Inpatient hospital death rates are often used as a way to measure the quality of care of hospitals and are a determining factor in whether a hospital is investigated regarding its level of service. However, this method is being called into question as a way to judge the performance of a health care facility.

The reason for this is due to the fact that hospital mortality rates measure all deaths that occur on the premises, including the ones that might not have been preventable because the individual was too sick or injured at the time of admission. In light of this, a recent paper, published in the British Medical Journal, argues that this is not an actual measure of how well a hospital functions. In light of this, the facility in question should not be held accountable for these cases and they should not be a determining factor to judge a hospital’s performance. By some estimates, only 1 in 20 hospital deaths in the United States is actually preventable.

Currently, hospitals are judged to be “good” or “bad” based on what is known as standardized mortality ratios. A hospital is considered bad if more patients die than expected, and good if there are fewer deaths than expected. The value of the ratio is used by certain governments and watchdog agencies to evaluate a hospital and in some cases call for investigative measures.

The controversy arises from the fact that the ratios fail to account for variability among the patient population as well as the differences in patient care at each facility. Nonetheless, mortality is a commonly employed standard that is widely accepted. One reason for its appeal may be due to its convenience and simplicity. After all, mortality is easy to determine, and rather than find a more accurate means to measure performance, mortality ratios may simply be “good enough.”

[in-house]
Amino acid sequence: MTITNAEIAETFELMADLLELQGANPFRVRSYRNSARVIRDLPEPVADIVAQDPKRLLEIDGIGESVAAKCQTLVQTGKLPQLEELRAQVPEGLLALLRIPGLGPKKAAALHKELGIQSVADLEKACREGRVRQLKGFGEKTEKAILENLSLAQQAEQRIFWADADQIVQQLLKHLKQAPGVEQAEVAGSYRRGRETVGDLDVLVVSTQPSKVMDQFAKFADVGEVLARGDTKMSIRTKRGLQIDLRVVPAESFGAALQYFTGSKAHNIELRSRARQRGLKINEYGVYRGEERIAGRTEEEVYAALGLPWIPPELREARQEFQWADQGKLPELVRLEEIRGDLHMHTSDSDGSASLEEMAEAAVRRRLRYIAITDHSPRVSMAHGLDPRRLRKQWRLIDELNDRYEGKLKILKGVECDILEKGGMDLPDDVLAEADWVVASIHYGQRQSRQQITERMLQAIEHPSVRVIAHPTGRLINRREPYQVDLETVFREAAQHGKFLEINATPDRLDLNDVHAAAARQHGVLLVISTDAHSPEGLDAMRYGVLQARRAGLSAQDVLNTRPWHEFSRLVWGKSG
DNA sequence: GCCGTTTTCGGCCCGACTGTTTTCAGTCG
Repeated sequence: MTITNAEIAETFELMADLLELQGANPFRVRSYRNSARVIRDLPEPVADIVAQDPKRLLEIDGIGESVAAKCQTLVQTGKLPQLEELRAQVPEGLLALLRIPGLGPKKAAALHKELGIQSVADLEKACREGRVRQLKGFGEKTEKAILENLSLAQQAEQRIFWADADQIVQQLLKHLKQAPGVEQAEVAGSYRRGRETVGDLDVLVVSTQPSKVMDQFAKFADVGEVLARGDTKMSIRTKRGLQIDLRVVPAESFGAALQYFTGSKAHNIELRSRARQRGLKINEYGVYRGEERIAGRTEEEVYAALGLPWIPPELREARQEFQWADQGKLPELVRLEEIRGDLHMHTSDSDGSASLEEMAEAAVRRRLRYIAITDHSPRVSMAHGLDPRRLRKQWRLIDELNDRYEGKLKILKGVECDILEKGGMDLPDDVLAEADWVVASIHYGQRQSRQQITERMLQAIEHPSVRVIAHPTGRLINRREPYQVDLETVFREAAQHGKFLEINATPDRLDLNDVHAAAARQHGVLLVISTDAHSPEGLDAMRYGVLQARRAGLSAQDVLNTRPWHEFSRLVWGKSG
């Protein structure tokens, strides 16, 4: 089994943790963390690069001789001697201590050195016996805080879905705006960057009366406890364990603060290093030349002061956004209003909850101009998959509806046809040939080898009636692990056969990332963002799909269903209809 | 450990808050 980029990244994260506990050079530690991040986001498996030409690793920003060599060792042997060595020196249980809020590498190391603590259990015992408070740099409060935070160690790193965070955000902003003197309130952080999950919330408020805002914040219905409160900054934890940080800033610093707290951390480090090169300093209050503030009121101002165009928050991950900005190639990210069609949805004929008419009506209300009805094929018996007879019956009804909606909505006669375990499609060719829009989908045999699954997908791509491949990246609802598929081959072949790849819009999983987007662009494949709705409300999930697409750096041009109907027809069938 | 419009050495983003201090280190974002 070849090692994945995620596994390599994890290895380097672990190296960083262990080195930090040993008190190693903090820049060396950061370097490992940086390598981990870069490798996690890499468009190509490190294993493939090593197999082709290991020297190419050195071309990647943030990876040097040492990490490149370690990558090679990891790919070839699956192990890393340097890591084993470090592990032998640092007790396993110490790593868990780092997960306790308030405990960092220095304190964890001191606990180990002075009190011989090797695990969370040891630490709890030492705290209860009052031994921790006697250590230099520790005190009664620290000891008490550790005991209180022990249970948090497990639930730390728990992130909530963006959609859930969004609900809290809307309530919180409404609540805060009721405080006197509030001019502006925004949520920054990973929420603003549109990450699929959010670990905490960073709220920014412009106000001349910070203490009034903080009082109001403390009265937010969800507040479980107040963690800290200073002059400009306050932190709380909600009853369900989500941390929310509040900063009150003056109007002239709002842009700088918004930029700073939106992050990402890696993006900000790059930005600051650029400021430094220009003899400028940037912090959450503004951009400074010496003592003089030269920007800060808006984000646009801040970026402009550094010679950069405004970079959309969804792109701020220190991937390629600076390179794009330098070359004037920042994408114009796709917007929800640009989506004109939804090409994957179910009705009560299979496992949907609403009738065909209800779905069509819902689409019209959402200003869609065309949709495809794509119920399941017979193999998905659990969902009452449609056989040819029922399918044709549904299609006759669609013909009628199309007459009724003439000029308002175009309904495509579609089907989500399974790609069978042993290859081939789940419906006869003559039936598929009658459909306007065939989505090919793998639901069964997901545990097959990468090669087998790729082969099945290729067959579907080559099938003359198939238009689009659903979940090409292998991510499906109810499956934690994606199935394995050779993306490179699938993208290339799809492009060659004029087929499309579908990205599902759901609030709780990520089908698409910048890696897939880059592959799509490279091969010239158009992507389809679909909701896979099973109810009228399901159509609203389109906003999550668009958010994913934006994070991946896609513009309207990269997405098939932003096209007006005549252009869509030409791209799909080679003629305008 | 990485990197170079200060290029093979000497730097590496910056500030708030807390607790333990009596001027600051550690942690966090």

However, the value of the ratio can have profound consequences on a hospital’s standing, and because of this, some experts are calling for the use of what they see as a more valid gauge of performance.

The authors of the study stress that they believe hospitals should be held accountable for the quality of care that they deliver, and that mortality is an important consideration. They simply feel that a more accurate measure should be employed that factors in conditions that are within a hospitals controls. This is especially important in light of the fact that the value of these mortality ratios may be used to issue punitive actions against the party under scrutiny.

One suggestion for a better way to gauge success is to look at blood infection rates in the intensive care unit, which leads to 31,000 deaths every year in this country. These deaths might be preventable through simple and cost effective steps that would reduce the rate of infections, including the use of a checklist.

And, in certain instances, death rates are a measure of quality, especially where death was potentially preventable, like after a heart attack or elective surgery.

The situation is a complicated one because it involves the lives of patients. With this in mind, more work needs to be done in order to investigate the issue and possibly find a more accurate way to determine a hospital’s performance and standing.

This post was in included in the latest blog carnival Health Wonk Review.